Dr Christina Ha 10:05
While you should rule out for infection, especially at a younger otherwise healthy person who’s not on immunosuppression yet, that should signal you need to see a gastroenterologist or you need to do some testing to rule out non infectious causes. And I think it’s really important because oftentimes, we understandably just, you know, listen and say, Alright, they said, it’s an infection, or I should change my diet or take these antibiotics. But it’s really important to, to press further and say, Well, you know, what, an infection really lasts as long couldn’t it be something else? And when should we look for those other options?
Amber Tresca 10:37
I think that’s really important to say, because also, a lot of people seem to think that they have an infection or a parasitic infection. And maybe that’s just because that’s, like you say, it’s self limiting. And that would actually be an easier outcome than dealing with something that is more serious and long term. So just thinking that it’s a, it could be a parasitic infection, even though it’s common in certain populations, but it’s really not all that common.
Dr Christina Ha 11:03
And it’s not all irritable bowel either. That also just really gets under my skin because irritable bowel won’t present with this kind of bloody diarrhea with urgency.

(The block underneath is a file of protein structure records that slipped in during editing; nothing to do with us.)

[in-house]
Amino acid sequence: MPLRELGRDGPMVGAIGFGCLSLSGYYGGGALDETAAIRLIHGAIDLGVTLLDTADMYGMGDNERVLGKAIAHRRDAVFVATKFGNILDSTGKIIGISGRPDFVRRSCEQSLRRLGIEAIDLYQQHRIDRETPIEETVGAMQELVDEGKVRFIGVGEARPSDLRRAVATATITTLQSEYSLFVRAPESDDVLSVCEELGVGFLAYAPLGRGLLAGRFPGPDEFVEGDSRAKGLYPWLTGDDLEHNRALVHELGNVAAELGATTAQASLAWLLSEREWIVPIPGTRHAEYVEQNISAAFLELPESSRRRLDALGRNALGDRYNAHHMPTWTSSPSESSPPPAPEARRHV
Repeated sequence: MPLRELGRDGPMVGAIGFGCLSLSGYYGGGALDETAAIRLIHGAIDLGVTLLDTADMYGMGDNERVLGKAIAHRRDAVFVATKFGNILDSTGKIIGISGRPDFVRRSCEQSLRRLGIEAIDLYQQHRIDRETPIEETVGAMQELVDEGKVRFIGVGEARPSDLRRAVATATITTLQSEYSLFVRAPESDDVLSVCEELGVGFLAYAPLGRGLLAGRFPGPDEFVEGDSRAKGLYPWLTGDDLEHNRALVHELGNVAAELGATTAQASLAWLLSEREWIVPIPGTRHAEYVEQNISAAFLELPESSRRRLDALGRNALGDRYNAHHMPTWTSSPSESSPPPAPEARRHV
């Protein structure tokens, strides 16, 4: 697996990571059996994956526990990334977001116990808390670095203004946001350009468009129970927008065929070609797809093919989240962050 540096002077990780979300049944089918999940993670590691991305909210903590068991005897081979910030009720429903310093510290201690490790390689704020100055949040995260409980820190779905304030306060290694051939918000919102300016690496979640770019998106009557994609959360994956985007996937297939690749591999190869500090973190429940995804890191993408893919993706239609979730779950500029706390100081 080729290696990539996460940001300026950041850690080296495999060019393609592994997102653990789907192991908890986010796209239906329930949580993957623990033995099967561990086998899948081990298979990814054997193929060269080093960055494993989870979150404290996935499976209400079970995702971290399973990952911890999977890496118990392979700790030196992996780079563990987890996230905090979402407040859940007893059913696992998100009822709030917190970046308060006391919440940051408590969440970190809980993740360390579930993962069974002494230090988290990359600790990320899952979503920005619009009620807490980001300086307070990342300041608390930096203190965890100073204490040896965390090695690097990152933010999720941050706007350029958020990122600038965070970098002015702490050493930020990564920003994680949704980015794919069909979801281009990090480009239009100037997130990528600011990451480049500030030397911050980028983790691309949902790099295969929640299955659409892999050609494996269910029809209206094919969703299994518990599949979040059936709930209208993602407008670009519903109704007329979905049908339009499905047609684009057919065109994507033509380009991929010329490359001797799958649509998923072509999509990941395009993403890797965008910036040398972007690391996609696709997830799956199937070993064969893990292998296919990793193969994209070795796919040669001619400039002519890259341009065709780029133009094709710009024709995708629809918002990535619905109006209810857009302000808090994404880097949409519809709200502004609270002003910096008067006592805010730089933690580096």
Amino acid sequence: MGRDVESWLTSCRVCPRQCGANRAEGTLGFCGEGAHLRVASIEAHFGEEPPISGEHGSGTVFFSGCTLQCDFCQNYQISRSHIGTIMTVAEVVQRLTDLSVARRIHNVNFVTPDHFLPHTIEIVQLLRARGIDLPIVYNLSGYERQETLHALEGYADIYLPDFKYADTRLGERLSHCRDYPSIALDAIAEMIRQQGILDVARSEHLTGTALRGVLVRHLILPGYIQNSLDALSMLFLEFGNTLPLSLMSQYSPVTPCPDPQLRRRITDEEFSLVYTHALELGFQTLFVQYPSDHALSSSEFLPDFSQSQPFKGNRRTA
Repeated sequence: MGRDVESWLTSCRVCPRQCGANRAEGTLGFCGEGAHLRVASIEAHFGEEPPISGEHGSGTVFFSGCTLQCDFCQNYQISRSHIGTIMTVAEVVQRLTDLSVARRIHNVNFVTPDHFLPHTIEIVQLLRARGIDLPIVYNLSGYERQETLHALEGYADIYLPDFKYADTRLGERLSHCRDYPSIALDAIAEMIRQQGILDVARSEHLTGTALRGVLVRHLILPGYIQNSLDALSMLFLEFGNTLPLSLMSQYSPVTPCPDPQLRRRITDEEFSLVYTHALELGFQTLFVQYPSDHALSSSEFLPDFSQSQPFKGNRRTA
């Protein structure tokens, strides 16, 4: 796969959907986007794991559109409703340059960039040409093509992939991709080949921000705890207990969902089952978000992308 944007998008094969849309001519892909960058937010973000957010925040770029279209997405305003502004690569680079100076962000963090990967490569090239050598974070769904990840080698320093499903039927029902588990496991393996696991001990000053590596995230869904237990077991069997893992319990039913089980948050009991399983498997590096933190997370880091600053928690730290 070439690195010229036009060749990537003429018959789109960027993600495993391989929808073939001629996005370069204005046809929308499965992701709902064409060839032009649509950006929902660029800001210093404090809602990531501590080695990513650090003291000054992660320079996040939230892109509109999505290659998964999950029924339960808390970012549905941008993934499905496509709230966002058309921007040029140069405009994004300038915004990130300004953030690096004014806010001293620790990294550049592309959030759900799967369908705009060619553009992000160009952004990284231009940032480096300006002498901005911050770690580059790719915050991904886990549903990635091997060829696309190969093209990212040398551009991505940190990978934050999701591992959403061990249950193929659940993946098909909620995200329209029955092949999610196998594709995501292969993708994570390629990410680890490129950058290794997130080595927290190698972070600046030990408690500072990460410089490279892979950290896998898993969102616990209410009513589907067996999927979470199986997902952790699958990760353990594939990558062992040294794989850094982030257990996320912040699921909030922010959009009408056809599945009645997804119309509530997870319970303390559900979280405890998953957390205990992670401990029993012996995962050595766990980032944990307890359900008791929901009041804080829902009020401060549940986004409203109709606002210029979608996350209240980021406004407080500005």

[MUSIC: About IBD Transition]
Amber Tresca 11:18
We’re sitting here, we’re talking about these symptoms, because we’re two long term patients and a gastroenterologist and we’re like, hey, diarrhea, and bloody diarrhea, and mucus and all the things. But these are embarrassing. You know, it was embarrassing to go into the doctor’s offices first time and be like, I’m having the bloody poos. Dr Ha. Is there anything that can help patients feel more comfortable? Is there anything that you do or that you’ve heard that your colleagues do to sort of get people to actually tell you what’s going on?
Dr Christina Ha 11:46
So, you know, I try to start every conversation with how can I help you today be and that’s the main thing is that we need to set a tone of saying, We’re all in this together, we’re working as a team. And our goal at the end of the day is to help. And you know, we and I also try not to get right into the heart of the matter right away. You know, we talked about well, you know, tell me what’s going on and describe a little bit more, and I will press and when people say yeah, I’m having a little bit of abdominal pain. I said, Okay, well, tell me about it to a point on your abdomen where it is? And can you describe it? You know, what sort of things have been limited? You know, are you able to get through an entire day of work without using the restroom? How often do you get up at night? In you know, and I even use?
Dr Christina Ha 12:26